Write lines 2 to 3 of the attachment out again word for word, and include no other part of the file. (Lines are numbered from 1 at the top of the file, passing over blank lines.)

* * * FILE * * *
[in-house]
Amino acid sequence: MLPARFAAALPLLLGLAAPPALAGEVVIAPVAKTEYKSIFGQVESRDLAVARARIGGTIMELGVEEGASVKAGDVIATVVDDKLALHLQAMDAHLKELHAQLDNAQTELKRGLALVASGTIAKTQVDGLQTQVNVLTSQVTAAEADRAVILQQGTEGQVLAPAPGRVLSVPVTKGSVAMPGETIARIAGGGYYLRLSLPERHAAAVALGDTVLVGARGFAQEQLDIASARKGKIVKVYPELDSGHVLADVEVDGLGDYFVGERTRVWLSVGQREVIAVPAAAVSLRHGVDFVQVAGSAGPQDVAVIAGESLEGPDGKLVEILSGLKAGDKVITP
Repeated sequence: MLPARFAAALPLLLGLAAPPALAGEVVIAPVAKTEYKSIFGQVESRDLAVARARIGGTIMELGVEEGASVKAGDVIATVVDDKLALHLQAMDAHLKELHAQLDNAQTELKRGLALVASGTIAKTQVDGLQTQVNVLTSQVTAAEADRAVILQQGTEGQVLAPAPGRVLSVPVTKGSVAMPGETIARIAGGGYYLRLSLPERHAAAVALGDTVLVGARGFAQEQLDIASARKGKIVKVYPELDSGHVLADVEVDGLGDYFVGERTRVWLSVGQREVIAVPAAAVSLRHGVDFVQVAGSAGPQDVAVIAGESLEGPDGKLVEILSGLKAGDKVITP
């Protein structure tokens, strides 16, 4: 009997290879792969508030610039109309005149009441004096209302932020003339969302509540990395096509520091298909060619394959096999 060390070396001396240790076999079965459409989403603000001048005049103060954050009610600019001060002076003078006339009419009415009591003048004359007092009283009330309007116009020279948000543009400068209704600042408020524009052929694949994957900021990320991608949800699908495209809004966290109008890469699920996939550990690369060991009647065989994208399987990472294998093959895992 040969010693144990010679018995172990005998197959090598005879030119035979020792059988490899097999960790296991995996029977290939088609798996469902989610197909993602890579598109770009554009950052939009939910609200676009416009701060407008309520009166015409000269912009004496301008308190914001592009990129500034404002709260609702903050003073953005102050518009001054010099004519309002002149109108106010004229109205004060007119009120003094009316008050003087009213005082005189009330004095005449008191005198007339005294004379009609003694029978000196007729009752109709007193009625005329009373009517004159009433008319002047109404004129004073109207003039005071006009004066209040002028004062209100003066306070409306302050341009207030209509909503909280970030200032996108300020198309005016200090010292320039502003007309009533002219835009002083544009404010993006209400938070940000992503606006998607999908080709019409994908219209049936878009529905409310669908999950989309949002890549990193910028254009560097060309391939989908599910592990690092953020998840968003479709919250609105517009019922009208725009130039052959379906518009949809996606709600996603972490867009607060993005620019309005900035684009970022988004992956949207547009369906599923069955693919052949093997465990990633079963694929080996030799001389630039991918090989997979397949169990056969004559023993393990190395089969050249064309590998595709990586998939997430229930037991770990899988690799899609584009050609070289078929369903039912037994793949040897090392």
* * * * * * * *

Amino acid sequence: MLPARFAAALPLLLGLAAPPALAGEVVIAPVAKTEYKSIFGQVESRDLAVARARIGGTIMELGVEEGASVKAGDVIATVVDDKLALHLQAMDAHLKELHAQLDNAQTELKRGLALVASGTIAKTQVDGLQTQVNVLTSQVTAAEADRAVILQQGTEGQVLAPAPGRVLSVPVTKGSVAMPGETIARIAGGGYYLRLSLPERHAAAVALGDTVLVGARGFAQEQLDIASARKGKIVKVYPELDSGHVLADVEVDGLGDYFVGERTRVWLSVGQREVIAVPAAAVSLRHGVDFVQVAGSAGPQDVAVIAGESLEGPDGKLVEILSGLKAGDKVITP
Repeated sequence: MLPARFAAALPLLLGLAAPPALAGEVVIAPVAKTEYKSIFGQVESRDLAVARARIGGTIMELGVEEGASVKAGDVIATVVDDKLALHLQAMDAHLKELHAQLDNAQTELKRGLALVASGTIAKTQVDGLQTQVNVLTSQVTAAEADRAVILQQGTEGQVLAPAPGRVLSVPVTKGSVAMPGETIARIAGGGYYLRLSLPERHAAAVALGDTVLVGARGFAQEQLDIASARKGKIVKVYPELDSGHVLADVEVDGLGDYFVGERTRVWLSVGQREVIAVPAAAVSLRHGVDFVQVAGSAGPQDVAVIAGESLEGPDGKLVEILSGLKAGDKVITP